September 6, 2016

Review: Lucy and Linh by Alice Pung

Lucy and Linh
Author: Alice Pung
Genre: YA Contemporary
Release Date: September 6, 2016
Publisher: Knopf Books for Young Readers


Gilmore Girls meets Fresh Off the Boat in this witty novel about navigating life in private school while remaining true to yourself.

Lucy is a bit of a pushover, but she’s ambitious and smart, and she has just received the opportunity of a lifetime: a scholarship to a prestigious school, and a ticket out of her broken-down suburb. Though she’s worried she will stick out like badly cut bangs among the razor-straight students, she is soon welcomed into the Cabinet, the supremely popular trio who wield influence over classmates and teachers alike.

Linh is blunt, strong-willed, and fearless—everything Lucy once loved about herself. She is also Lucy’s last solid link to her life before private school, but she is growing tired of being eclipsed by the glamour of the Cabinet.

As Lucy floats further away from the world she once knew, her connection to Linh—and to her old life—threatens to snap. Sharp and honest, Alice Pung’s novel examines what it means to grow into the person you want to be without leaving yourself behind.

Lucy and Linh is a heartfelt young adult contemporary novel that will speak to readers of all ages and types. The main character, Lucy, is a great lead - she's realistic, down to earth, and easy to connect with. The story follows Lucy as she gets accepted into a prestigious school that will finally get her out of her run-down suburb of Stanley and what happens to her during her first year. The author broke the novel up into sections dedicated to each term of the school year, and each section begins with a letter from Lucy to her friend Linh, her only remaining link to Stanley. The author uses the first person point of view, which is a great fit for this book. It's a personal account of Lucy's life, so we get to experience it all right beside her, or as if she's writing the letters to the reader. I loved watching Lucy struggle with every day teen issues like popularity and trying to figure out who you want to be in life. I found it easy to empathize with Lucy and her story - it took me back to the days when I was in school and faced the same issues. The writing is well done with vivid descriptions and details, which brought the story to life right from the start. I'm not a huge fan of contemporary fiction, so this was a bit of a departure from my normal reading. Although it wasn't exactly my cup of tea, this is a fantastic novel full of life that all readers can relate to - regardless of age and background. Definitely recommended for fans of the genre!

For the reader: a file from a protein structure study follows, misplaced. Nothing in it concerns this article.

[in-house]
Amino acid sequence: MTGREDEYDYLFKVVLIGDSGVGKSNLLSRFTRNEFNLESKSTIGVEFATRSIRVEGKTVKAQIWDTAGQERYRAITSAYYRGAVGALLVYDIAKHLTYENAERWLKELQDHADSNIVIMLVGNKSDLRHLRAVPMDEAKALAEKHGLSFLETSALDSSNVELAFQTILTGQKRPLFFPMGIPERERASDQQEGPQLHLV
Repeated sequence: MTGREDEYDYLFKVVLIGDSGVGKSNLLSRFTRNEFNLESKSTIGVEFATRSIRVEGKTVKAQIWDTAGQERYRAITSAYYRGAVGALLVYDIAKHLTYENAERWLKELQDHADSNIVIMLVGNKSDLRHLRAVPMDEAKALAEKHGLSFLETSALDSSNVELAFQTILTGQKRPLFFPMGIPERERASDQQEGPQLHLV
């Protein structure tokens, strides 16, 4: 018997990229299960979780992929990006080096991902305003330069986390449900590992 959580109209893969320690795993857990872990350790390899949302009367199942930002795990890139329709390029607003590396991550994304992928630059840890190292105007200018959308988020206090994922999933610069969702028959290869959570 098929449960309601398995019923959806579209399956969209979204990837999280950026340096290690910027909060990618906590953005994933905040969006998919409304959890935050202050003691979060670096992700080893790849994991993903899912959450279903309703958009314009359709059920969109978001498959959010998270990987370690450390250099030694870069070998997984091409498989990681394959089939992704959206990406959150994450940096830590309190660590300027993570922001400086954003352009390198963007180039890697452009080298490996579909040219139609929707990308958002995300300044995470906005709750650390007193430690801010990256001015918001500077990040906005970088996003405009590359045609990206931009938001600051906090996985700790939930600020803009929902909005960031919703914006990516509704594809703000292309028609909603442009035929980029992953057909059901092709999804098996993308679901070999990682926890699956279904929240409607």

Alice was born in Footscray, Victoria, a month after her parents Kuan and Kien arrived in Australia. Alice’s father, Kuan - a survivor of Pol Pot’s Khmer Rouge regime - named her after Lewis Carroll’s character because after surviving the Killing Fields, he thought Australia was a Wonderland. Alice is the oldest of four - she has a brother, Alexander, and two sisters, Alison and Alina.

Alice grew up in Footscray and Braybrook, and changed high schools five times - almost once every year! These experiences have shaped her as a writer because they taught her how to pay attention to the quiet young adults that others might overlook or miss.

Alice Pung’s first book, Unpolished Gem, is an Australian bestseller which won the Australian Book Industry Newcomer of the Year Award and was shortlisted in the Victorian and NSW Premiers’ Literary awards. It was published in the UK and USA in separate editions and has been translated into several languages including Italian, German and Indonesian.

Alice’s next book, Her Father’s Daughter, won the Western Australia Premier’s Award for Non-Fiction and was shortlisted for the Victorian and NSW Premiers’ Literary awards and the Queensland Literary Awards.

Alice also edited the collection Growing Up Asian in Australia and her writing has appeared in the Monthly, the Age, and The Best Australian Stories and The Best Australian Essays.

Alice is a qualified lawyer and still works as a legal researcher in the area of minimum wages and pay equity. She lives with her husband Nick at Janet Clarke Hall, the University of Melbourne, where she is the Artist in Residence.


 *A huge thank you to the awesome people at Random House for sending me a copy of the book for review!*


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